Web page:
Tiny in vivo robots to aid surgeons
|Early designs of the mini robots.|
But, these tiny-wheeled robots - slipped into the abdomen and controlled by surgeons hundreds of kilometers away - may be giants in saving the lives of roadside accident victims and soldiers injured on the battlefield.
Each camera-carrying robot -- the width of a lipstick case -- would illuminate the patient's abdomen, beam back video images and carry different tools to help surgeons stop internal bleeding by clamping, clotting or cauterizing wounds.
Sound far-fetched? Not for physicians and engineers at the University of Nebraska Medical Center and University of Nebraska-Lincoln, who already are turning the sci-fi idea into reality with a handful of miniature prototypes.
|From left: Mark Rentschler, Jason Dumpert, Shane Farritor, Ph.D., Dmitry Oleynikov, M.D., and Marsha Morien. Not present: Dr. Steve Platt.|
"This work has the potential to completely change the minimally invasive surgery landscape," said Dmitry Oleynikov, M.D., director of education and training for the minimally invasive and computer-assisted surgery initiative. "This is just the start of things to come regarding robotic devices at work inside the body during surgery."
It's a stark contrast to existing laparoscopic techniques, which allow surgeons to perform operations through small incisions. The benefits of laparoscopy are limited to less complex procedures, however, because of losses in imaging and dexterity compared to conventional surgery.
"These remotely controlled in vivo robots provide the surgeon with an enhanced field of view from arbitrary angles, as well as provide dexterous manipulators not constrained by small incisions in the abdominal wall," Dr. Oleynikov said.
In fact, the view is better than the naked eye, he said, because the in-color pictures from the roaming robots are magnified 10x.
|Members of the design team work on the miniature robots.|
The UNMC and UNL team also plans to soon test a final prototype of a mobile biopsy robot designed to take samples of tissue. In addition, the design team is making modified robots that can be inserted into the stomach cavity through the esophagus.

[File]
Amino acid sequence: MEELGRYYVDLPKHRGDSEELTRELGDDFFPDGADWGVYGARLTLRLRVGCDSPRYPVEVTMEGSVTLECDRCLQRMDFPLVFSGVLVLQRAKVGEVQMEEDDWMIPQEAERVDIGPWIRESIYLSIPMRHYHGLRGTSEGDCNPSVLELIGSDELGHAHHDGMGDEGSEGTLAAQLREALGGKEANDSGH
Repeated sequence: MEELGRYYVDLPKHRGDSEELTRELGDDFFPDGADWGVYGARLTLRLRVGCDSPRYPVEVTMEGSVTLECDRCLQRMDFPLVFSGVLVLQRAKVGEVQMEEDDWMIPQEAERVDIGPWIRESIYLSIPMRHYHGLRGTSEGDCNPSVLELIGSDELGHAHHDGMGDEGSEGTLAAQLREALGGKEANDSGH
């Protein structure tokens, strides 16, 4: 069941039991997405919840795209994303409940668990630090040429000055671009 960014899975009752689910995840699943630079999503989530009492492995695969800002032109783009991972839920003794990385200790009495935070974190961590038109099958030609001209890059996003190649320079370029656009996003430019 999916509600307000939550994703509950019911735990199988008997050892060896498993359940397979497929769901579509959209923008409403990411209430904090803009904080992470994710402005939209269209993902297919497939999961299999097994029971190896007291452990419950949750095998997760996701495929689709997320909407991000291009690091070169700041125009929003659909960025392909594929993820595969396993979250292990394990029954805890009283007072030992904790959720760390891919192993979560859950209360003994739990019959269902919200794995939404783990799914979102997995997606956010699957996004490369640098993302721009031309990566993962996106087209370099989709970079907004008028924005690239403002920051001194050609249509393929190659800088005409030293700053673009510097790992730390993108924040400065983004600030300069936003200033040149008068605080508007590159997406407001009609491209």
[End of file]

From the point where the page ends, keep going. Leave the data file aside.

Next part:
The 3-inch long, aluminum-cased robots contain gears, motors, lenses, camera chips and electrical boards. "Three inches seems to be our limit at the moment because of the electrical components we use," said designer Mark Rentschler, a Ph.D. candidate in biomedical engineering at UNL. "If we were to make 1,000 robots we would be able to afford customized electrical components that would reduce the size of the robot by half."
The design team said initially the mini-robots will be single-use devices, although they eventually may be able to be sterilized for multiple use.
The group intends to create a local, spin-off company and then seek FDA approval of the devices, which would be applicable for any laparoscopic or minimally invasive surgery - from gall bladder to hernia repair.
"We're the first in the world to come up with this technology," Dr. Oleynikov said. "Everybody knows this is a Nebraska effort."
Even so, the implications are far-reaching. NASA plans to use the robots next spring for simulated, extreme environment training. Astronauts will practice surgical skills and procedures in a submarine off the Florida coast.
"It's hard to teach an astronaut to be a surgeon," Dr. Oleynikov said. "I'll be the surgeon and they will be the technologists. Devices such as this could be invaluable on long duration space flights where medical personnel and equipment is sparse."
Meanwhile, the UNMC and UNL team is working with a group in the United Kingdom, which is pushing for clinical studies in the near future, perhaps within a year, Dr. Oleynikov said.
"Our family of tiny-wheeled robots has the potential to revolutionize the minimally invasive surgery field," Dr. Oleynikov said. "It will replace standard surgery and at some point the surgeon's hands won't need to be in the body at all."